How to Be a Great Mentee
The Bencher—January/February 2019
By Tania N. Valdez, Esquire
Mentoring relationships are critical for advancing your career, providing perspective, modeling what is possible to achieve, learning professional development, and building confidence. While networking with peers is also beneficial, your peers may not have the most useful advice because they are experiencing the same difficulties you are. Furthermore, competitiveness sometimes exists among people at similar points in their careers. On the other hand, a mentor is someone who has successfully made it through the struggles you’re experiencing and who shouldn’t feel conflicted about helping you out.
Mentors play important roles at different stages of your career. For example, my first law-related mentor was a college professor who made me realize that I, as a woman of color who had never met a lawyer in my life, could dare to dream of going to law school. Later I was mentored by an older law student who helped me figure out how to survive my 1L classes. Other mentors have supported me through various career changes.
How do we best perform our role as mentees? Over the past few years, I’ve taught and mentored numerous students and young attorneys in my positions as a clinical instructor and intern supervisor. Here are a few tips based on characteristics I’ve noticed in my most successful mentees:
Keep an open mind.
An important aspect of being a great mentee is keeping an open mind about the advice you receive. I recall someone long ago advising me to attend as many networking events as possible. I’m sure I nodded and mumbled a lukewarm “sure” while mentally writing off the advice. At the time I thought of networking as a dreaded activity that involved hanging around the appetizers feeling anxious until finally getting up the guts to inflict awkward small talk on someone. In retrospect, not only did my mentor give sound advice, but I also missed an opportunity to get guidance on how to network effectively. I could have asked any number of questions that would have made me feel more confident to try networking: Why do you think networking is important?”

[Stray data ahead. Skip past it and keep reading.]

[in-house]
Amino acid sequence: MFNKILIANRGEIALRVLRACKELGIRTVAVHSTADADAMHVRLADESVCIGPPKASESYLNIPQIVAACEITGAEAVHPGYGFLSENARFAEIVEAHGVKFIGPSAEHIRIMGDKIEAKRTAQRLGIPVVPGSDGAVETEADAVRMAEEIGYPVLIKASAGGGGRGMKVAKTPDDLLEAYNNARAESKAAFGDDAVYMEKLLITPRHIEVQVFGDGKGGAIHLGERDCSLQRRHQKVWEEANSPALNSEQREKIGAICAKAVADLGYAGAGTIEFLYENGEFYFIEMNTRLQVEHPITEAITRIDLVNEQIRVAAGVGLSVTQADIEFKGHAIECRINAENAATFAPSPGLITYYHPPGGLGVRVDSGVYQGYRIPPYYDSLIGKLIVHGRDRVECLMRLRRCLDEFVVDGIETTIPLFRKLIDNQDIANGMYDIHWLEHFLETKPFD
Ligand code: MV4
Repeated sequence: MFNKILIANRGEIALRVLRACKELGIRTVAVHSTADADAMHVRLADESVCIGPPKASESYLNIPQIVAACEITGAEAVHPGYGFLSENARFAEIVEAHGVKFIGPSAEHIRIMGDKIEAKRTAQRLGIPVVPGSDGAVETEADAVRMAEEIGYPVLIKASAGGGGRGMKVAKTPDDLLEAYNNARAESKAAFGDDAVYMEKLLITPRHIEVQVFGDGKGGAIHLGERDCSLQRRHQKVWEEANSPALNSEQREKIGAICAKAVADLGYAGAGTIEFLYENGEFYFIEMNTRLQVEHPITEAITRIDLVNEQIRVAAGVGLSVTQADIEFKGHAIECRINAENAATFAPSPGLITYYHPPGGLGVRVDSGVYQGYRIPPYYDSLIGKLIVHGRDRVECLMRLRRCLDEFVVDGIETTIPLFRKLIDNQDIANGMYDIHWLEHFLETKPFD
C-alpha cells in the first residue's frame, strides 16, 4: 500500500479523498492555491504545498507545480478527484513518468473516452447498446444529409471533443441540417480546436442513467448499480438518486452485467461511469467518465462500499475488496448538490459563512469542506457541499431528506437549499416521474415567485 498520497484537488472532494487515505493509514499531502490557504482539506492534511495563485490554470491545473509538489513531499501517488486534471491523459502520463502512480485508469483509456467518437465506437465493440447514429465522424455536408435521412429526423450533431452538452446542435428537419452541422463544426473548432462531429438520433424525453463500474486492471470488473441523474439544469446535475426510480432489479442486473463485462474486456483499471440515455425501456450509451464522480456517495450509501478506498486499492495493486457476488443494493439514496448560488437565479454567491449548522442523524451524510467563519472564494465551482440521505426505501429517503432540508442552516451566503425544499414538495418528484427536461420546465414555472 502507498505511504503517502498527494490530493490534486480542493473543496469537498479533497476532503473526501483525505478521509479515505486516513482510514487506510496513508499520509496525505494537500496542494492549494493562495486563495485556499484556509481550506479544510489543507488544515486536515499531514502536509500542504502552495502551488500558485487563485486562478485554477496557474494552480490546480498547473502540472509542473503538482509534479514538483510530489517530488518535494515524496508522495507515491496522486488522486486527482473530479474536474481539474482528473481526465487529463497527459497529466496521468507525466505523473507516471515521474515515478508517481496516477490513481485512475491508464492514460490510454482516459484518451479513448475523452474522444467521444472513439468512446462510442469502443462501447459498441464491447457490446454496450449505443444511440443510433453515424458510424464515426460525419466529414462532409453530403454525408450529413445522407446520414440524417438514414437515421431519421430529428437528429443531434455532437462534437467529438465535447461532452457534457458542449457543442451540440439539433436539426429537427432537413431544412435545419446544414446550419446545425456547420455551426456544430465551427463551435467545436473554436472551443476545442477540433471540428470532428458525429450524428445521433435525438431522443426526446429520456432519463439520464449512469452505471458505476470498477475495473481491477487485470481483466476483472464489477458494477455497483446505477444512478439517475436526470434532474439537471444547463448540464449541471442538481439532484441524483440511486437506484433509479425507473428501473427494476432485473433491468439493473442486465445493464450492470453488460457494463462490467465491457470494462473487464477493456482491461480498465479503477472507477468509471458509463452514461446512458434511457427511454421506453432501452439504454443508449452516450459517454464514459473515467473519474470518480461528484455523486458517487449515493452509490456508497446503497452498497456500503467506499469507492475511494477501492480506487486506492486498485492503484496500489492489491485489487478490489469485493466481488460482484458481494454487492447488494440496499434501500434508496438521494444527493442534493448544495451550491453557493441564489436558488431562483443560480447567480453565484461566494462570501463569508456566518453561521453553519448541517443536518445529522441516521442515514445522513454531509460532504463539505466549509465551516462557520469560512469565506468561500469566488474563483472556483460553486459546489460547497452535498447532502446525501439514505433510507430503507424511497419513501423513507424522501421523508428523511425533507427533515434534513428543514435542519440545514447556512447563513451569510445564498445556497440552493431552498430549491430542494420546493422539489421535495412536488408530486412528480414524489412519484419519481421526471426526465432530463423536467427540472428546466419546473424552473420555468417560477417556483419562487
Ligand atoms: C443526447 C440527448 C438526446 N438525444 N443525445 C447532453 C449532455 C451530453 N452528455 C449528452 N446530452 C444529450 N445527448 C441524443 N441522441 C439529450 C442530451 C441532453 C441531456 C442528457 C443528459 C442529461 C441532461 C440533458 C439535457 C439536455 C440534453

“Can you tell me about a time when meeting someone at an event worked out well for you?”
“What questions do you ask people to get conversation flowing?”
“How do I choose someone to talk to?”
Now, several years later, I fully realize that networking is simply relationship-building, and I preach its merits to law students and new lawyers frequently. Although I often see the dread creep up on their faces, I am always impressed with the ones who ask follow-up questions rather than changing the subject. Stepping out of your comfort zone will help you grow.
Put in the effort to build the relationship.
Remember that the mentee largely drives the mentoring relationship. Your mentor is likely to be a busy person, given that he or she has attained some level of success. It’s also safe to assume that someone who is willing to mentor one person is also mentoring others. Be proactive in reaching out to set up meetings. Don’t be afraid to follow up (respectfully) if you haven’t heard back for a while. While it’s of course imperative to respect your mentor’s busy schedule, don’t be shy about politely asking for help. Let your mentor tell you “no” if he or she is too busy; don’t be the one to assume that your mentor won’t have time to help you.